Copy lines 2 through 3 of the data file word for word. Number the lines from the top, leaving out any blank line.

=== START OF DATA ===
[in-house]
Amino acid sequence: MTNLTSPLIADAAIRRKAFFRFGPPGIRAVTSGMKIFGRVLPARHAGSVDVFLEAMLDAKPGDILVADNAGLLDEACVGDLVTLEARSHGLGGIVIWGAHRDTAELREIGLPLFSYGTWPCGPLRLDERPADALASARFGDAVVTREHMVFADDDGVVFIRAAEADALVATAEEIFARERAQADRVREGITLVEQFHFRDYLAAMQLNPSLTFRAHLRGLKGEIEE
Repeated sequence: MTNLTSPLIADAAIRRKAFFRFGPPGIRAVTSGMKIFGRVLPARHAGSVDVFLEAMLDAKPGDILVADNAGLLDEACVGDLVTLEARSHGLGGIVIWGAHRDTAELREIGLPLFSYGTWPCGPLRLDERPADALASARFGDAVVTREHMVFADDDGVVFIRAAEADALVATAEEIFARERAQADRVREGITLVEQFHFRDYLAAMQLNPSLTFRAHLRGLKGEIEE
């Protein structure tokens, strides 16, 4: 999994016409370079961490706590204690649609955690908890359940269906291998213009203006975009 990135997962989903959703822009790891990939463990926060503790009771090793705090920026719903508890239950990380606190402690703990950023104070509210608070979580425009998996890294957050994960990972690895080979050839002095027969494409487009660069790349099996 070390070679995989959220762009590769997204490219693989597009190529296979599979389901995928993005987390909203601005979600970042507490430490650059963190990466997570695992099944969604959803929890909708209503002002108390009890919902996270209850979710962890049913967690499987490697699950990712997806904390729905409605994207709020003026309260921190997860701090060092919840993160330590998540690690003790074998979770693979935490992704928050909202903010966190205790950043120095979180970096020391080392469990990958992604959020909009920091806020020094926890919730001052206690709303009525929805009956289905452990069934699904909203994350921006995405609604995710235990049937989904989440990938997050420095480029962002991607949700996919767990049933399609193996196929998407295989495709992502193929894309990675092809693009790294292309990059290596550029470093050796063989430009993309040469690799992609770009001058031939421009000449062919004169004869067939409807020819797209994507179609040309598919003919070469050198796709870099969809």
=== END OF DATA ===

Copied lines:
Amino acid sequence: MTNLTSPLIADAAIRRKAFFRFGPPGIRAVTSGMKIFGRVLPARHAGSVDVFLEAMLDAKPGDILVADNAGLLDEACVGDLVTLEARSHGLGGIVIWGAHRDTAELREIGLPLFSYGTWPCGPLRLDERPADALASARFGDAVVTREHMVFADDDGVVFIRAAEADALVATAEEIFARERAQADRVREGITLVEQFHFRDYLAAMQLNPSLTFRAHLRGLKGEIEE
Repeated sequence: MTNLTSPLIADAAIRRKAFFRFGPPGIRAVTSGMKIFGRVLPARHAGSVDVFLEAMLDAKPGDILVADNAGLLDEACVGDLVTLEARSHGLGGIVIWGAHRDTAELREIGLPLFSYGTWPCGPLRLDERPADALASARFGDAVVTREHMVFADDDGVVFIRAAEADALVATAEEIFARERAQADRVREGITLVEQFHFRDYLAAMQLNPSLTFRAHLRGLKGEIEE